March Madness 2019: The 10 biggest upsets ever in the opening weekend of the tournament

March Madness is a funny beast. Unless you really love picking underdogs, it's hard not to root for your bracket over the upset. And because it all only lasts several weeks, it's so easy to follow along and obsess over.

Every once in a while, a game comes along early in the tournament and unfolds how nobody could have predicted. A 14-seed beating a 3-seed is rare, but not unheard of. A 15-seed beating 2-seed is truly special. Then, of course, there's the Holy Grail -- a 16-seed beating a 1-seed, something that has only occurred once. That's right, this baby gets interesting even before the Sweet Sixteen sometimes.

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Even if these early upsets ruin your bracket, it's still exhilarating. Below are the 10 craziest, most bracket-breaking upsets the first weekend of the tournament has ever produced.

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10. No. 14 Cleveland State defeats No. 3 Indiana (83-79)

March 14, 1986

Sometimes, the remakes just can't top the original. Cleveland State and Arkansas-Little Rock both took down their Goliaths in the 1986 tournament -- marking the first time any 14 seeds had advanced and the first of just three times two No. 14 seeds would move on. The reason Cleveland State beating Indiana gets the nod over Arkansas-Little Rock is because of the context around this team.

John Feinstein's "A Season on the Brink" gave an inside look at Bobby Knight's 1985-86 Hoosiers. Clinton Ransey led Cleveland State with 27 points in the upset and Cleveland State would eventually make it to the Sweet 16 where they lost by one point to Navy. The team was an early Cinderella and it took down an Indiana team that had very high hopes.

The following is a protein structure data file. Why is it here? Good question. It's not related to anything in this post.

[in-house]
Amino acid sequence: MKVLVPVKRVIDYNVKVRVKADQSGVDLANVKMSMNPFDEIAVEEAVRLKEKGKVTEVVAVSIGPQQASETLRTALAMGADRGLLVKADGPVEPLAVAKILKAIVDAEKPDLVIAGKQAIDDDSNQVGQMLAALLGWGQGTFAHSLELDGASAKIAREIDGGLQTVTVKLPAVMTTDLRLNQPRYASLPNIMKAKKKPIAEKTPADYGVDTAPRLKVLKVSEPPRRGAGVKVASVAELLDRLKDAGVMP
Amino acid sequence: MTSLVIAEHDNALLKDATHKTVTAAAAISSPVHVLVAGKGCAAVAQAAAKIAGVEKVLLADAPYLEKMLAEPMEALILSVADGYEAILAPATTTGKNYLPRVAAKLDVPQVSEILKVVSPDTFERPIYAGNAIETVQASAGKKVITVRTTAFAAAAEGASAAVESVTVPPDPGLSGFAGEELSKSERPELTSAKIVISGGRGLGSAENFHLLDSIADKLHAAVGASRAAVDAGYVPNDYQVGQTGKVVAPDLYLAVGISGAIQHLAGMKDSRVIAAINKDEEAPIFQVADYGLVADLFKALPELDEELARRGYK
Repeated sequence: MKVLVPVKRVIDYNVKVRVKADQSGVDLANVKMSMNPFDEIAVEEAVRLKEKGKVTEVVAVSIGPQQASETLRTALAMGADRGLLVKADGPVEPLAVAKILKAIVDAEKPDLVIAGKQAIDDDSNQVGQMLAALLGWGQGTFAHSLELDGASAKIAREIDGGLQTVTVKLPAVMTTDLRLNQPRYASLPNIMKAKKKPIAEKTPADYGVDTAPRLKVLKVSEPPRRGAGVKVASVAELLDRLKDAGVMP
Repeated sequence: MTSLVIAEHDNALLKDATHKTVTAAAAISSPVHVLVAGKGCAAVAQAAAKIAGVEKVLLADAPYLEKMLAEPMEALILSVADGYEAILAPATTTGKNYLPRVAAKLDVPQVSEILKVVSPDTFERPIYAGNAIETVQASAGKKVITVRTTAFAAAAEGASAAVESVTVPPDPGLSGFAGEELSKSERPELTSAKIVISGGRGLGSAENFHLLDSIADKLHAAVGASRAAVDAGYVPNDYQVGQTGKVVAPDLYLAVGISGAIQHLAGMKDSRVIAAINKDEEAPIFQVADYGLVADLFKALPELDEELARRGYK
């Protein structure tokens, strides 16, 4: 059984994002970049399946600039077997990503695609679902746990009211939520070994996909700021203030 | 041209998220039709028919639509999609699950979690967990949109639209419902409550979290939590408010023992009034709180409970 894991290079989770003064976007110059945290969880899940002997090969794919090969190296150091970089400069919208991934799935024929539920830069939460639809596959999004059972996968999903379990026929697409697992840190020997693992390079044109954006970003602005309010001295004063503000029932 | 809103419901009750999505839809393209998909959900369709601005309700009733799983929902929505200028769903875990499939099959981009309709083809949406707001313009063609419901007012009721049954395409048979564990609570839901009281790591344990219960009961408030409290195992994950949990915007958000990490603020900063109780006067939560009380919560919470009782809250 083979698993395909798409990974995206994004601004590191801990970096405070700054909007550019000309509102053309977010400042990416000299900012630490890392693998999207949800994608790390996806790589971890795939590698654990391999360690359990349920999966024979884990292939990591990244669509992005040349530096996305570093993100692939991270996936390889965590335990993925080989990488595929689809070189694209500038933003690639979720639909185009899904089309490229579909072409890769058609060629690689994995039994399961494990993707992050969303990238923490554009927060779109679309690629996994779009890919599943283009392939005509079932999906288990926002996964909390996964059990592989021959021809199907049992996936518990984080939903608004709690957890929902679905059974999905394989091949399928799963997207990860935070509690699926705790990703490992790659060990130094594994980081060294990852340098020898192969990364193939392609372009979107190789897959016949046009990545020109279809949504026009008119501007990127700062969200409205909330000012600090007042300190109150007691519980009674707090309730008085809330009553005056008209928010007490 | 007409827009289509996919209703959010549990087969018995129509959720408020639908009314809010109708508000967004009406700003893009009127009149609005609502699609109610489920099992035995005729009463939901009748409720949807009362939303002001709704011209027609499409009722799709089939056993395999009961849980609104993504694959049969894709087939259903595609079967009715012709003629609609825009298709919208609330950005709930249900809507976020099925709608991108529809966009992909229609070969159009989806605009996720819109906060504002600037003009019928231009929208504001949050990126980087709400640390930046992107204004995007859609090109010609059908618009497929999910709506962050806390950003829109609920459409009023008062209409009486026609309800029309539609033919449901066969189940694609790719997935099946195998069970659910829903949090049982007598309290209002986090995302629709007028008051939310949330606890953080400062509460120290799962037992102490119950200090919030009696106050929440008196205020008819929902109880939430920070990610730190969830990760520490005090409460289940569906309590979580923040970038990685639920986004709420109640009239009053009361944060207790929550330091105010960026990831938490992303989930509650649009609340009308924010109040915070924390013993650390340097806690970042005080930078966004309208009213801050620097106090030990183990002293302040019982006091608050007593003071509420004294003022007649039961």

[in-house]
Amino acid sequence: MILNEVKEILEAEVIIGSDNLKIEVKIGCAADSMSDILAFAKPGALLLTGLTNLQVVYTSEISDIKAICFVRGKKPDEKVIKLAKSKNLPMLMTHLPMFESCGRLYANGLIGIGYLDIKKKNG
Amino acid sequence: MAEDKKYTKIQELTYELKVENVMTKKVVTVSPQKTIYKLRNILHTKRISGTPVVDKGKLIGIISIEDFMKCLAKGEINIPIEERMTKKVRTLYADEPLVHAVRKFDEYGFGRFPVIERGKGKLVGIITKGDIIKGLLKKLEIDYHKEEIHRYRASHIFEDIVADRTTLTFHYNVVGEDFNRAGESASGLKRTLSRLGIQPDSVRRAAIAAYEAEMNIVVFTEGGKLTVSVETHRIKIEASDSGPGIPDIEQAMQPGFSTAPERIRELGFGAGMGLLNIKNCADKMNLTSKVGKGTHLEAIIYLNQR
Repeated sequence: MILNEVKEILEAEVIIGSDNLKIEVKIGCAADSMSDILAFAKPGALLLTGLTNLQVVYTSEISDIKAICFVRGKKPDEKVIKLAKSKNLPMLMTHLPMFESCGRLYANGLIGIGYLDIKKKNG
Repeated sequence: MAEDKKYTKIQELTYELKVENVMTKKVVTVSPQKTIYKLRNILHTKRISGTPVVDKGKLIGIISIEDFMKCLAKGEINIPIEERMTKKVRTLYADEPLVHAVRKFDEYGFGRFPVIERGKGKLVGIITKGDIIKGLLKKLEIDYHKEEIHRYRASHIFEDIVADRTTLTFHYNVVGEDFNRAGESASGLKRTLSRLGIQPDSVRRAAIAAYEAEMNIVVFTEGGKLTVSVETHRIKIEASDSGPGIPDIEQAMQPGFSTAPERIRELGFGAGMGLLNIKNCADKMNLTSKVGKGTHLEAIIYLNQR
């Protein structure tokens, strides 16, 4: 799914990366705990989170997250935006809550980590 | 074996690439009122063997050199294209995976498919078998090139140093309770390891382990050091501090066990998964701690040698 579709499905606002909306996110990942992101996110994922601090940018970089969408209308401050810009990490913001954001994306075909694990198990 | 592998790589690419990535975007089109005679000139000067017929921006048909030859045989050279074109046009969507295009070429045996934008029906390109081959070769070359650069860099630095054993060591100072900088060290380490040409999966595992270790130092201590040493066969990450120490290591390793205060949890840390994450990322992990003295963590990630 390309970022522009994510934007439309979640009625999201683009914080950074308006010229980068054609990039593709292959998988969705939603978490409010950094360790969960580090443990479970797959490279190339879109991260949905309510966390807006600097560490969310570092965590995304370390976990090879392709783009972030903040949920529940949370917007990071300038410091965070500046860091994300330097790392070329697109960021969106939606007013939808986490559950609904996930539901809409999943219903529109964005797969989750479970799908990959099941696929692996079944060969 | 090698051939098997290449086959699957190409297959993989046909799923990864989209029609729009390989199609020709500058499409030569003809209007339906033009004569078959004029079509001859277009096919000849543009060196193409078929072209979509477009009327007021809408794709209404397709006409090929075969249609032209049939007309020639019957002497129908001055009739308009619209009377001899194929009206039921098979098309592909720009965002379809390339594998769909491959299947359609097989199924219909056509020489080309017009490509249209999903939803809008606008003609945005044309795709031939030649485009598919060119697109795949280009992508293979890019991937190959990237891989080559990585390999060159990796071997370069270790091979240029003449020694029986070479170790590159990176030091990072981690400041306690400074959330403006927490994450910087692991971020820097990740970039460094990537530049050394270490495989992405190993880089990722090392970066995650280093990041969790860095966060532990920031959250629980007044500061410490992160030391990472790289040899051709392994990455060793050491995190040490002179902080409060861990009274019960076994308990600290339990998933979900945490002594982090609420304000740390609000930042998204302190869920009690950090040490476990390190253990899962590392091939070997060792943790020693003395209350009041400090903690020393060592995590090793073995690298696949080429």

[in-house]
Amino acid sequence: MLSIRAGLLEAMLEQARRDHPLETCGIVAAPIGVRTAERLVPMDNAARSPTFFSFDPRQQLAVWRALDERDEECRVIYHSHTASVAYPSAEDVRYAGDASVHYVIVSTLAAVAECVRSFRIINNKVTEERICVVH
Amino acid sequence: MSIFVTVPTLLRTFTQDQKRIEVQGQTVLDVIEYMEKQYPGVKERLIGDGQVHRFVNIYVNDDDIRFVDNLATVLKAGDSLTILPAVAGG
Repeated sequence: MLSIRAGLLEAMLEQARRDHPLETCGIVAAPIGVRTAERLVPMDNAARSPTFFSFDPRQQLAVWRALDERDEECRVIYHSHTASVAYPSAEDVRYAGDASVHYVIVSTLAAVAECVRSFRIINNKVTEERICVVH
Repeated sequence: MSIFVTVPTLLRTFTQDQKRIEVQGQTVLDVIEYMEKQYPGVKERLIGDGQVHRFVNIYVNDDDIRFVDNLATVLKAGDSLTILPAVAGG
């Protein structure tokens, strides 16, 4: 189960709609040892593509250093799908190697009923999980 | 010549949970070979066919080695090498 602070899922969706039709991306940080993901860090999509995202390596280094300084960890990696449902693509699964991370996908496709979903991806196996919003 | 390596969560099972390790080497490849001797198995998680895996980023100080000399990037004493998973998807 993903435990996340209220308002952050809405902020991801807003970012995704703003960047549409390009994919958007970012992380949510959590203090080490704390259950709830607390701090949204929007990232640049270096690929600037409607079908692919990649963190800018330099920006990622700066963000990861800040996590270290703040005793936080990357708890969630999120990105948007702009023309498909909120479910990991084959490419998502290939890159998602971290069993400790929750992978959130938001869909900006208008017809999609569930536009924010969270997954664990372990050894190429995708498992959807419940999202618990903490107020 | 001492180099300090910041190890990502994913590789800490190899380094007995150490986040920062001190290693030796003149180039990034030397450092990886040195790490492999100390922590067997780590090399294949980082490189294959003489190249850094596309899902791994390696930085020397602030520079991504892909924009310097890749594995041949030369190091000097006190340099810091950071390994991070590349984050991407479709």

9. No. 15 Hampton defeats No. 2 Iowa State (58-57)

March 15, 2001

Both of these teams entered this game with records of 25-6. What followed after the tip-off was a slowly creeping feeling of "this could really happen" spread out over the course of two hours. It was a low-scoring affair, as people waited for Jamaal Tinsley to finally break out. But it never happened, and Hampton won with seven points off of its bench. Only five players in the game finished in double digits, and Iowa State didn't score in the final two minutes With seven seconds left on the clock, Hampton's Tarvis Williams scored his 15th and 16th points to give Hampton the win in a game that was all about defense.

8. No. 15 Norfolk State defeats No. 2 Missouri (86-84)

March 16, 2012

This is the only season in which the two 15-seeds advanced to the second round, but more on that later. Missouri came into the tournament with high hopes, boasting a 30-5 regular season record and going 14-4 in the Big 12. The team was second behind Kansas in the conference and won the Big 12 tournament over Baylor. They also had a pair of players who were bound for the NBA in Kim English and Phil Pressey.